Trip Details

Location: Wabaunsee County Kansas

Weather: Cloudy, misty rain. 55 degrees.

Time: Noon

Herpers: Jeff LeClere, Jim Scharosch

Account by: Jim Scharosch

Photos by: Jim Scharosch

We headed west to the Flint Hills in Wabaunsee county Kansas. This was an area that I have been visiting for many years, in fact it was the first place I had ever herped in Kansas. The weather had changed dramatically. The high temperature for the day was 74, which was reached at midnight. The temps fell steadily after that. So after two days of sun and heat, it was rainy, windy and cold. It poured rain as we were driving out. Luckily it let up about thirty minutes after we arrived and only the occasional misty rain fell as we worked the rocks in the area.

Our first stop set the tone for the day as we turned many nice rocks for only a few animals. First was a Great Plains Skink (Eumeces obsoletus).

It was a large adult about ten inches in total length. It wasn't the first we had seen on the trip, but things were moving slowly enough that I stopped to take a photo.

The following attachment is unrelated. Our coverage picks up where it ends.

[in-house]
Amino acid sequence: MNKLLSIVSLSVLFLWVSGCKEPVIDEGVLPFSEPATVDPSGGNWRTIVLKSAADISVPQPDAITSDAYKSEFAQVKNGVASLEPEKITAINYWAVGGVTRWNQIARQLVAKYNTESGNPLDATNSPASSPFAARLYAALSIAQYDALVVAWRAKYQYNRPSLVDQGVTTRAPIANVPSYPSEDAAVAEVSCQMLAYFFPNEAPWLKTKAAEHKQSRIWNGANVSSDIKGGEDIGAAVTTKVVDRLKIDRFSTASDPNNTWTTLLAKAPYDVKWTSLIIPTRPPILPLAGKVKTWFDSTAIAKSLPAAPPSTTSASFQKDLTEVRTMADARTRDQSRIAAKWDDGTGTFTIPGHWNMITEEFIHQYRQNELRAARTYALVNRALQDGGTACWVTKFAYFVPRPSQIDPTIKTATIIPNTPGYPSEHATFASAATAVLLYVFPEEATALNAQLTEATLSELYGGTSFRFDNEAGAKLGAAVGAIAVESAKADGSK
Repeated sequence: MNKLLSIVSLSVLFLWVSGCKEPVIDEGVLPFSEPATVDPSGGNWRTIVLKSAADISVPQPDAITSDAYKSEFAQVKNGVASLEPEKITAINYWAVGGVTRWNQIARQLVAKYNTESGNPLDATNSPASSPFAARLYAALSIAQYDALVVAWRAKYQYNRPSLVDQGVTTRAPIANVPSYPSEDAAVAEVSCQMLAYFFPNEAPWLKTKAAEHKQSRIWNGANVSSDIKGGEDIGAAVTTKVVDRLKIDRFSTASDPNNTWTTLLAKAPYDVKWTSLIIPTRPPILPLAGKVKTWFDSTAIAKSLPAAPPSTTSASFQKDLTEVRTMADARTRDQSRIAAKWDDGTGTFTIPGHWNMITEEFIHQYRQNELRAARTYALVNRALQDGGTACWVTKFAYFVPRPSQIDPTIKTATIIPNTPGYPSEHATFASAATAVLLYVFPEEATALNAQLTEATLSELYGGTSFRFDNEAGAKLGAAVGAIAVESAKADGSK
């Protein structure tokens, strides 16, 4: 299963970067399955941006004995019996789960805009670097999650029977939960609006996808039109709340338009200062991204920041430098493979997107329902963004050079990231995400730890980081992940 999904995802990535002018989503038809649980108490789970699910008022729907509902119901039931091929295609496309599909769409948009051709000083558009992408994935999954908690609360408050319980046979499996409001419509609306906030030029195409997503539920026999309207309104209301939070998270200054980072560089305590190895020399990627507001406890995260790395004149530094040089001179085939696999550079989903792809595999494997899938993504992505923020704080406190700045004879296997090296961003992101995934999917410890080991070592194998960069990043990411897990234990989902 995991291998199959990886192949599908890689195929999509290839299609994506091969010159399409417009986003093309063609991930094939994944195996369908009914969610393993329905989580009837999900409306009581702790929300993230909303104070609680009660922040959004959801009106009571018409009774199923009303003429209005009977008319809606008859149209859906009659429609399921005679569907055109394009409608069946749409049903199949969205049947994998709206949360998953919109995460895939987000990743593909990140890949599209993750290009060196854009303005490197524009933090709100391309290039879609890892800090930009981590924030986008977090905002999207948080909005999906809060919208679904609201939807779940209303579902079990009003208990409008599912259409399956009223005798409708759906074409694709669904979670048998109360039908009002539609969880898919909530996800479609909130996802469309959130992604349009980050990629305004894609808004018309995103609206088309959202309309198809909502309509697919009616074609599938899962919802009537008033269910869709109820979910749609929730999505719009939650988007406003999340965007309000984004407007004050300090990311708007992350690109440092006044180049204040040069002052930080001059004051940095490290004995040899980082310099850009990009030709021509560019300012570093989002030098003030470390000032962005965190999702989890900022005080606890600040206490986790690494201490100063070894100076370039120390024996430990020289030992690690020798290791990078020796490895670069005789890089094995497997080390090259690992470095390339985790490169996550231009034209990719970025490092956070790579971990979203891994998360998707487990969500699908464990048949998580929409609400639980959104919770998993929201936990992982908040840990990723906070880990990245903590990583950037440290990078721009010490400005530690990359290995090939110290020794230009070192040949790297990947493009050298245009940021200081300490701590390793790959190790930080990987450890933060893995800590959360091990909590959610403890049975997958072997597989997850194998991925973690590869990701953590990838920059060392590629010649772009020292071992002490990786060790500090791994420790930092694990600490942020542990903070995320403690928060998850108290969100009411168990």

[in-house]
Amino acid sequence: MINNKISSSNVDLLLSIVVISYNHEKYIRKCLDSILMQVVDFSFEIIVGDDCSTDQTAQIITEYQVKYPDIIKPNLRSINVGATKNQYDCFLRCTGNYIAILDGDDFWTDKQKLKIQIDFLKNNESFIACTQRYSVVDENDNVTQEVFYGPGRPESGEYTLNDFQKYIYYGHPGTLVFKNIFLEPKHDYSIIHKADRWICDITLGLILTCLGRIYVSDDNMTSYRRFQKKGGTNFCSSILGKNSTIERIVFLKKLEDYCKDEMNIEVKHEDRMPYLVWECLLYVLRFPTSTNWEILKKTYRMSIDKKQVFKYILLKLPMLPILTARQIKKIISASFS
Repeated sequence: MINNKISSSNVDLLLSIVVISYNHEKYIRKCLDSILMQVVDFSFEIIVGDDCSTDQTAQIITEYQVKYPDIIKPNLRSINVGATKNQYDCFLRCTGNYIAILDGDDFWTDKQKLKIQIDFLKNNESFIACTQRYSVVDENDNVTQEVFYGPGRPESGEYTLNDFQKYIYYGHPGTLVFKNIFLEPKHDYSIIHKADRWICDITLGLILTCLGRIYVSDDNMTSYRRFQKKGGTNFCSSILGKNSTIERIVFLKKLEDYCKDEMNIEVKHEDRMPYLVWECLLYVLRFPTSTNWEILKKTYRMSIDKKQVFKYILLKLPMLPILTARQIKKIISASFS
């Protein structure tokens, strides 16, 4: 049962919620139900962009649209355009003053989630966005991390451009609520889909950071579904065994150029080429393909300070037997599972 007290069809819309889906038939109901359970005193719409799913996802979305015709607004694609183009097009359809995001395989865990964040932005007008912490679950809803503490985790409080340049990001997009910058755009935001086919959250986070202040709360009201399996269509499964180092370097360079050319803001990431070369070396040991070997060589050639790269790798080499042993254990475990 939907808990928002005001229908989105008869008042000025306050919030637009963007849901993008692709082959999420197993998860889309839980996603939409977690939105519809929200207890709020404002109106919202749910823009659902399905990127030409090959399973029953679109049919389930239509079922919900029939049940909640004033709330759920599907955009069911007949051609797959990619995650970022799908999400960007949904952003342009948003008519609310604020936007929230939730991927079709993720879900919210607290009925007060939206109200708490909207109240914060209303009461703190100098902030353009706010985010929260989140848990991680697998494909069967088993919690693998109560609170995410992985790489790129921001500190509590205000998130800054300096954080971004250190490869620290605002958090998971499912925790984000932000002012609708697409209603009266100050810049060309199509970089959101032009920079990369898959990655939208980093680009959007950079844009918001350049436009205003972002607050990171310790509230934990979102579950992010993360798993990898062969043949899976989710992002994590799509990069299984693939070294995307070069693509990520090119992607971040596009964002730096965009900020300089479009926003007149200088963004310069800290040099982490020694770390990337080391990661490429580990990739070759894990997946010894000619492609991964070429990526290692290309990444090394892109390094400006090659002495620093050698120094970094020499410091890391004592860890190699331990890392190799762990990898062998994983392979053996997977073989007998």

Next up was a juvenile Racer (Coluber constrictor).

It still had the all of the patterning of a baby, but showed a bit of the bluish tint that will replace the dark pattern as it grows.

We moved on to flip a couple of pieces of tin that were the first things I ever flipped in Kansas all those years ago. These tins have produced a lot of animals over the years, including a cat one time! This time they concealed a nice Black Ratsnake (Elaphe obsoleta).

We moved on to another spot I have been visiting for a long time and

Our first find at this location was a Great Plains Narrow-mouthed Toad (Gastrophryne olivacea).

Next, Jeff found a last year's hatch Speckled Kingsnake (Lampropeltis getulus).

A little later we turned the "copperhead rock" and found, yes, a Copperhead (Agkistrodon contortrix).

It was a small adult, approximately twenty inches in length. It still had a hint of the green coloration at the tip of the tail that juveniles are born with. It was a fairly dark specimen.

After turning another zillion or so rocks I found an adult racer.

It was about two and a half feet long. It had the yellow coloration on the belly that is typical of the racers in the area.

That was it for the day. We turned a lot of rocks for those few animals. It looks like the weather in Kansas is going to bite us on the butt for this entire trip.

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